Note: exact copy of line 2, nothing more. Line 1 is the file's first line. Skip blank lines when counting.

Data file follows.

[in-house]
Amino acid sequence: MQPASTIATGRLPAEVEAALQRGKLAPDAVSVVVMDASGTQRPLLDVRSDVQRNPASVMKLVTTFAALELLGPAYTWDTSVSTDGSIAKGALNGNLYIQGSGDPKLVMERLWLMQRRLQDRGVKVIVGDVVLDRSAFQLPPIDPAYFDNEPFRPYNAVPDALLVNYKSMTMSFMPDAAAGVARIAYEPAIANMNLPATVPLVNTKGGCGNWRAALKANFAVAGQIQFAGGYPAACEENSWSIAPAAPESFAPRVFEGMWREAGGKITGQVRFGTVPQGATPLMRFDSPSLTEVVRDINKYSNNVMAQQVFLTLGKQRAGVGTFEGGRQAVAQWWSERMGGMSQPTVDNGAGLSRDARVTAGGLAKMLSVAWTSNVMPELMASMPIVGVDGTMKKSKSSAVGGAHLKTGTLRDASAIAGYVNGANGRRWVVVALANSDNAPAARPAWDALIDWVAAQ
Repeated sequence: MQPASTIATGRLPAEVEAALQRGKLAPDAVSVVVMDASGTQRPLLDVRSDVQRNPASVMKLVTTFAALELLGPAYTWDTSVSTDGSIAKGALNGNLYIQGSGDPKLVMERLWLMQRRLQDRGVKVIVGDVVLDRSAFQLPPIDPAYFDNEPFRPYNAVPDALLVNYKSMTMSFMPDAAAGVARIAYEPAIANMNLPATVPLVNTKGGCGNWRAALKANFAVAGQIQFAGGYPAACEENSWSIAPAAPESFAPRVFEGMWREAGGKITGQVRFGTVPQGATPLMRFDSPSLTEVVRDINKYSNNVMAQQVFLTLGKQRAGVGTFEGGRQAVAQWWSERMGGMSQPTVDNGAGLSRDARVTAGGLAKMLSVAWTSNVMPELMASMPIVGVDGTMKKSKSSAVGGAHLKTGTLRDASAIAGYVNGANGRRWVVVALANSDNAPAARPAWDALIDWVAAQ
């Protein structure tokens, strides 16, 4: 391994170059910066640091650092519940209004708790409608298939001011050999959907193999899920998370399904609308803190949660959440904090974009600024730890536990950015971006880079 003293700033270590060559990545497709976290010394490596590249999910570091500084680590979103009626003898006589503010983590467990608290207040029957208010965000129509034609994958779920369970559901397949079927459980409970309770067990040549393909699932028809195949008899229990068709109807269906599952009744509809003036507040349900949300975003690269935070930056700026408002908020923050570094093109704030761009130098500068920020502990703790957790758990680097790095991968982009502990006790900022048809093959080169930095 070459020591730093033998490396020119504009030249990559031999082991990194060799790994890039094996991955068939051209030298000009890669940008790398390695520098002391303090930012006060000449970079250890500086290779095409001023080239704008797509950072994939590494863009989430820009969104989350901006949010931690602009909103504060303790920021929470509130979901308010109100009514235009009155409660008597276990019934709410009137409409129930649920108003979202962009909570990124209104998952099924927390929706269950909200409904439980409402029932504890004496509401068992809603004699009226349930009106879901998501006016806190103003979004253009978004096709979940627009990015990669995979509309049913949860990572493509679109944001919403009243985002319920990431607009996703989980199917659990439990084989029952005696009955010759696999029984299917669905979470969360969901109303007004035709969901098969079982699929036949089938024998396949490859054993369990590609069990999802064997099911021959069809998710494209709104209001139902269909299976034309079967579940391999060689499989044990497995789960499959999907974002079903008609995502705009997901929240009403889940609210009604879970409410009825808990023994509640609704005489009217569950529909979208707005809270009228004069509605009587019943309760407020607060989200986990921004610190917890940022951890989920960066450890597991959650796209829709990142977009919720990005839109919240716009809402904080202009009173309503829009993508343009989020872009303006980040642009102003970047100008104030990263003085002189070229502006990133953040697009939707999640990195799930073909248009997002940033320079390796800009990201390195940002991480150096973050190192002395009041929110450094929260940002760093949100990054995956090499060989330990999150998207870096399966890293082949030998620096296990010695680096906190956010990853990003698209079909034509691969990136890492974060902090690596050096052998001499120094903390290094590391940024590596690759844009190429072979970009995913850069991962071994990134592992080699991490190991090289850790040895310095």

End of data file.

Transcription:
Amino acid sequence: MQPASTIATGRLPAEVEAALQRGKLAPDAVSVVVMDASGTQRPLLDVRSDVQRNPASVMKLVTTFAALELLGPAYTWDTSVSTDGSIAKGALNGNLYIQGSGDPKLVMERLWLMQRRLQDRGVKVIVGDVVLDRSAFQLPPIDPAYFDNEPFRPYNAVPDALLVNYKSMTMSFMPDAAAGVARIAYEPAIANMNLPATVPLVNTKGGCGNWRAALKANFAVAGQIQFAGGYPAACEENSWSIAPAAPESFAPRVFEGMWREAGGKITGQVRFGTVPQGATPLMRFDSPSLTEVVRDINKYSNNVMAQQVFLTLGKQRAGVGTFEGGRQAVAQWWSERMGGMSQPTVDNGAGLSRDARVTAGGLAKMLSVAWTSNVMPELMASMPIVGVDGTMKKSKSSAVGGAHLKTGTLRDASAIAGYVNGANGRRWVVVALANSDNAPAARPAWDALIDWVAAQ